Temperatures are dropping and that can only mean one thing—it’s soup season. When the calendar flips to the colder months, soup becomes a go-to meal for many people. It’s warm, it’s comforting and it’s easy to make. Plus there’s some truth to the idea that soup can help you feel better.
But for all these benefits, not every soup deserves to be in your bowl. You might not be aware of it, but certain soups are little more than liquid junk food. To help you know what choices should and should not find their way into your soup bowl this season, here are the five unhealthiest varieties of soup.
1. Steer Clear of Chowders and Bisques
This might enrage New Englanders, but the truth is that chowder is not a terribly healthy soup selection. Although it is made in a variety of ways (clam, corn, etc.), it’s almost always made with a cream or milk base—which results in a high amount of calories and fat.
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A 1-cup serving of Campbell’s Chunky New England Clam Chowder contains 180 calories, 10 grams of fat, 13 percent of your daily saturated fat and 890 mg of sodium. That doesn’t sound super terrible, but a 1-cup serving is ridiculously small. You’re more likely to eat 2 cups, and when you double those nutrition numbers to reflect the portion you’re actually ceating, things get ugly. It’s the same story with bisques—their cream-base typically sabotages their nutrition.
2. Broccoli and Cheese are Bad News
If a soup has broccoli in it, it’s gotta be healthy, right? Nope—at least not when it’s followed by “cheese.” In most broccoli and cheese soups, the amount of broccoli is typically pretty measly—not nearly enough to make up for the negative nutritional aspects of the other ingredients. One cup of Broccoli Cheddar soup at Zoup! packs a whopping 290 calories, 20 grams of fat, 60 percent of your daily saturated fat and 1190 mg of sodium. That’s more fat than you get in four Twinkies! Yikes.
3. Be Wary of Chili
Chili certainly makes for a delicious cold-weather meal, but its nutrition can vary wildly depending on how it’s prepared. A serving of Progresso’s Pork and Beef Chili with Beans contains 320 calories, 20 grams of fat, 35 percent of your daily saturated fat and 670 mg of sodium—numbers that don’t categorize it as a “healthy” choice. Turkey chili options can be a good if you want a low-fat option.
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4. Watch Out for Potato Soups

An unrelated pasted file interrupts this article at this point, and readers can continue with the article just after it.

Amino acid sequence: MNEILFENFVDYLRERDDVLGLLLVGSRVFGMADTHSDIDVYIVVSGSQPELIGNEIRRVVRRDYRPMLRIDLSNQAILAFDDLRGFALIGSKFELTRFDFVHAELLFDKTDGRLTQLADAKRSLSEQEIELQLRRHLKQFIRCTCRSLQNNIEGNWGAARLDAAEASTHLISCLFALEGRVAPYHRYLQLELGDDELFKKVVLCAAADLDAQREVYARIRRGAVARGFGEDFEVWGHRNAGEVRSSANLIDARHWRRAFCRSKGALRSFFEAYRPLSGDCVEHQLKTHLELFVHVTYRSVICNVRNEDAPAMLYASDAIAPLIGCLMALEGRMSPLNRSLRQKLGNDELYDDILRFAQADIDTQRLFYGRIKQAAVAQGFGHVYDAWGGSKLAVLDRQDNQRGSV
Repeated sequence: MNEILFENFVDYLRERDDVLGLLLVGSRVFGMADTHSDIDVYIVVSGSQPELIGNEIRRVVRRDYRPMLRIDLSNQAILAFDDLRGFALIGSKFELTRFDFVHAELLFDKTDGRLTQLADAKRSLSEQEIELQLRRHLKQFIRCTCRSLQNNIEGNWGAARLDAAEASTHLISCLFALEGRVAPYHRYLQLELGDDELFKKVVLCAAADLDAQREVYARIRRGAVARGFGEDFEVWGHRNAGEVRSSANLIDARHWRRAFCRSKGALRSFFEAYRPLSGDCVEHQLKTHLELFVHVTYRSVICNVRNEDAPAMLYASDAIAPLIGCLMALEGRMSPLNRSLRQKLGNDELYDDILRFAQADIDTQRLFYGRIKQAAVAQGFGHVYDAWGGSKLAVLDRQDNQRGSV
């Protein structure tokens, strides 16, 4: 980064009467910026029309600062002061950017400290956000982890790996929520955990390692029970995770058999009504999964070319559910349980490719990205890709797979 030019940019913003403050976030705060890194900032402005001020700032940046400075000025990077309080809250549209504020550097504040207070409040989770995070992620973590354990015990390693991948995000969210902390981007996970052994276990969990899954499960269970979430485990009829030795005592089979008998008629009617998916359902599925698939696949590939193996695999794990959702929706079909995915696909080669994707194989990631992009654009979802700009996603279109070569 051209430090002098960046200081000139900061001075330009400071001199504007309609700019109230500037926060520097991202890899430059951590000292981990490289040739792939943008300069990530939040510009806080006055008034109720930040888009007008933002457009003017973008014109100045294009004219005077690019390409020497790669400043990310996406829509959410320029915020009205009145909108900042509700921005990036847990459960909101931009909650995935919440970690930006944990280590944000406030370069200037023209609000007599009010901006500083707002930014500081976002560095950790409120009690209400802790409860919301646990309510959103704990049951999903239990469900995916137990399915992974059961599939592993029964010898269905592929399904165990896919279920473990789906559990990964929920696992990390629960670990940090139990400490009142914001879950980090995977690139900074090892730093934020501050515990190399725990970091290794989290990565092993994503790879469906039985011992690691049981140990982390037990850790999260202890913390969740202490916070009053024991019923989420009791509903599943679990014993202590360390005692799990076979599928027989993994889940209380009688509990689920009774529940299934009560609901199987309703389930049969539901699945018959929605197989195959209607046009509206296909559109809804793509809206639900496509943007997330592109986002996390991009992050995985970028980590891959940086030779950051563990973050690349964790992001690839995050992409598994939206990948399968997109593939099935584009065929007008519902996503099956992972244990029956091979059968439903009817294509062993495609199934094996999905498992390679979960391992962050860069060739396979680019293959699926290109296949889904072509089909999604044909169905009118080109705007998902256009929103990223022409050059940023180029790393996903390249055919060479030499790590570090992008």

Potato soup sounds like it could be halfway decent for you. Potatoes are good sources of fiber, potassium and vitamin C. But in reality, they’re rarely a source of good nutrition. A big reason for this is that they’re usually made with cream and frequently include not-so-healthy additions like bacon and cheese. Campbell’s Baked Potato with Cheddar and Bacon Bits packs 190 calories, 9 grams of fat and 790 mg of sodium.
5. Give Bread Bowls the Boot
It doesn’t matter what kind of soup you choose if you put it in a bread bowl. Odds are, it won’t be very good for you. The sourdough Bread Bowl at Panera instantly adds 660 calories and 1340 mg of sodium to your meal. That’s the same amount of sodium you’d consume if you downed 82 Tostitos! A Bread Bowl might be OK as a treat every once in awhile, but letting it become a regular menu item is a big mistake.
Now that you know which soups to skip, let’s review the good choices. As with most foods, the best way to control the nutrition of your soup is to make it yourself.
A great way to make your own soup is to buy a low-sodium broth and include ingredients like lean ground beef, potatoes, peppers, carrots, lean chicken breast, onions, egg noodles, beans and other healthy choices. You can fully customize your soup and control every aspect of its nutrition. Honestly, it’s pretty tough to make a bad soup if you use ingredients you enjoy. If you’re looking for additional health benefits, you can make bone broth soup.
If you’re going store-bought, avoid cream-based soups and stick with veggie-based or bean soups. As always, it doesn’t matter how healthy something looks if its nutritional facts are subpar. Read nutrition labels and peek at the serving size before you reach a conclusion about the health benefits of a soup.